We're told money doesn't buy happiness. Yet it tops the list of happiness-drivers in study after study. Why? Because not having enough money can keep us from prioritizing the things that matter most. Is it realistic to expect we can afford a life of passion and purpose? Financial expert Jean Chatzky says yes. Here's how.
Here's a surprising fact that might make your day: You can quit your day job (assuming you want to), and maybe a lot sooner than you think. That might sound surprising coming from me; my first piece of advice is always: "Don't quit your day job." But I follow that with "just yet."
Chasing your dream and paying the mortgage don't have to be mutually exclusive activities. You just need to be practical. For your passion to become a career or business, you have to be able to make money at it—enough money to support yourself and possibly others. Otherwise it's not your job, it's your hobby.
Which is why, for most people contemplating what's next in life, the big question—after "What should I do?"—is: "Can I afford it?" More than half (57 percent) of folks ages 40 to 59 said they are not working in their dream job, and almost one-third planned to change careers in the next five years, according to a USA Today survey conducted in May with Life Reimagined. The biggest thing holding them back? Finances.
Similarly, a new survey conducted by Luntz Global (also in collaboration with Life Reimagined) revealed that when asked to select what would most increase their happiness, nearly 4 in 10 people (39 percent) between ages 40 and 59 said more financial security. And 33 percent said that a lack of financial security was the main obstacle to prioritizing things that would make them happier, followed by 20 percent who said a lack of enough time, and 14 percent who cited job demands.
But money doesn't have to be a blockade between where you are right now and where you want to be. There are many ways to look for—and find—more fulfilling work while remaining financially afloat. You just need to be creative, determined and disciplined. You've heard the old real estate adage: location, location, location. With career reinvention it's: preparation, preparation, preparation.
Test Drive Your Dream
Remember that reimagining your life is not an all-or-nothing proposition. Even though you may be dissatisfied with your work life right now, dumping it cold is generally not the wisest financial maneuver. A better way to go: Road test your fantasy career or lifestyle before abandoning your financial safety net. Here are seven ways to leverage what you already have to propel you toward what you want:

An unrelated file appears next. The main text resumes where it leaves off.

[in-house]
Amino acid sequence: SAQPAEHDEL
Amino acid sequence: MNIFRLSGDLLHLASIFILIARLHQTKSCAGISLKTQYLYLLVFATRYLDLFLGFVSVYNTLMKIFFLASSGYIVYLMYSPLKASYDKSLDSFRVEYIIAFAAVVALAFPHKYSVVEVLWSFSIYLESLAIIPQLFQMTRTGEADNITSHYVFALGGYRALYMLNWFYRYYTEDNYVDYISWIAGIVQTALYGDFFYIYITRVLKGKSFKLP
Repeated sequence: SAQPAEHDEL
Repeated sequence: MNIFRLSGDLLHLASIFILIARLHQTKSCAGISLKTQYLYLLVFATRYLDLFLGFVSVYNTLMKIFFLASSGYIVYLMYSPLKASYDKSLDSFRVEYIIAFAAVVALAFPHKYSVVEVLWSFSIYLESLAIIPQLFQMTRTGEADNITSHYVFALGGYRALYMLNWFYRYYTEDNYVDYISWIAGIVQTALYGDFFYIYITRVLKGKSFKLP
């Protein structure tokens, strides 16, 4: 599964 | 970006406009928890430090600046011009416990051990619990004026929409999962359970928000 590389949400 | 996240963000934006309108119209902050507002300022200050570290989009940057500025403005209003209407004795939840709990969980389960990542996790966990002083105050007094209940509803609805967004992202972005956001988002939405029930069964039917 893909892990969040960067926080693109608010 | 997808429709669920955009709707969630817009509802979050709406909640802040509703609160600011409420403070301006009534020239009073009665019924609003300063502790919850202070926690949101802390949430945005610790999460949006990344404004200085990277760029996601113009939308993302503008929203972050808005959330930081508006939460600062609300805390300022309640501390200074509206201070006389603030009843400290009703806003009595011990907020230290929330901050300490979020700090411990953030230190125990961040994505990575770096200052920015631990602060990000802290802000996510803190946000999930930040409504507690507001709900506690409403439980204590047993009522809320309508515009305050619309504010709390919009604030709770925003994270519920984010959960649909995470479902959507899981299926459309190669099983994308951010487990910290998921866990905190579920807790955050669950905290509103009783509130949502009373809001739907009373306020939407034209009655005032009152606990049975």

Step 1: Build your own exploration fund.
Think of it as a 401(k) for your reimagination rather than your retirement. Here's the incentive: You need two things in order to explore your options—time and money. Extra cash can help you finance time off from your primary job to try out things you're interested in doing. "You're not going to stop life to reinvent yourself," says Pamela Mitchell, CEO of The Reinvention Institute. "So buy yourself more time by having enough cash on hand." The best way to save for this is automatically, a little at a time—just like you save for other important goals. Divert a percentage of your paycheck into a separate savings account earmarked for taking classes, joining networking groups, and building your skills. (One possible source of available funds: If your kids are moving toward independence, divert the money you were spending on their car and medical insurance, cellphone bill, and other living expenses into your exploration fund.) Then don't hesitate to spend that money to explore. "It's a lot cheaper to take a class than to go get a job and find out it's not a fit," Mitchell says. "It's a lot cheaper to take a trip to a place you might want to live than to move there and find out it's not a fit."
Step 2: Learn and earn.
Mitchell once had a client who was thinking about opening a coffee shop. Mitchell told her to go out and get a weekend job in a coffee shop in addition to her full-time corporate job. "You really need to allow for room to test your ideas," says Mitchell. "You need specifics." As a bonus: Any extra income you make becomes part of your exploration fund. The extra cash flow may also provide enough of a cushion that you can cut back on those full-time hours and devote more time to exploring. Perhaps most significant of all, Mitchell says, are the psychic benefits: "If you're too concerned about cash, that takes mental bandwidth away from the exploration process."
Step 3: Let your employer fund your education.
It's important to update your skills before you walk away from your paycheck, says Melinda Emerson, author of Become Your Own Boss In 12 Months. While you're still working, "You might be able to take courses [that the company will pay for], learn to use social media, or go through a leadership or talent development course," she suggests. Check with your boss and with your human resources department, and take advantage of any educational benefits or resources available to employees. At age 67, a former colleague of mine is now thriving in a public relations career, creating social media to change attitudes and behaviors for nonprofits with causes he believes in, after financing graduate work in digital communications through his former employer. If your employer doesn't offer educational benefits, keep in mind that many universities let you audit courses free of charge. With an authoritative listing of courses you can take, plus information on the fastest growing careers and scholarships at any age, LearningAdvisor, an education portal designed to help folks of any age reimagine their careers, can help.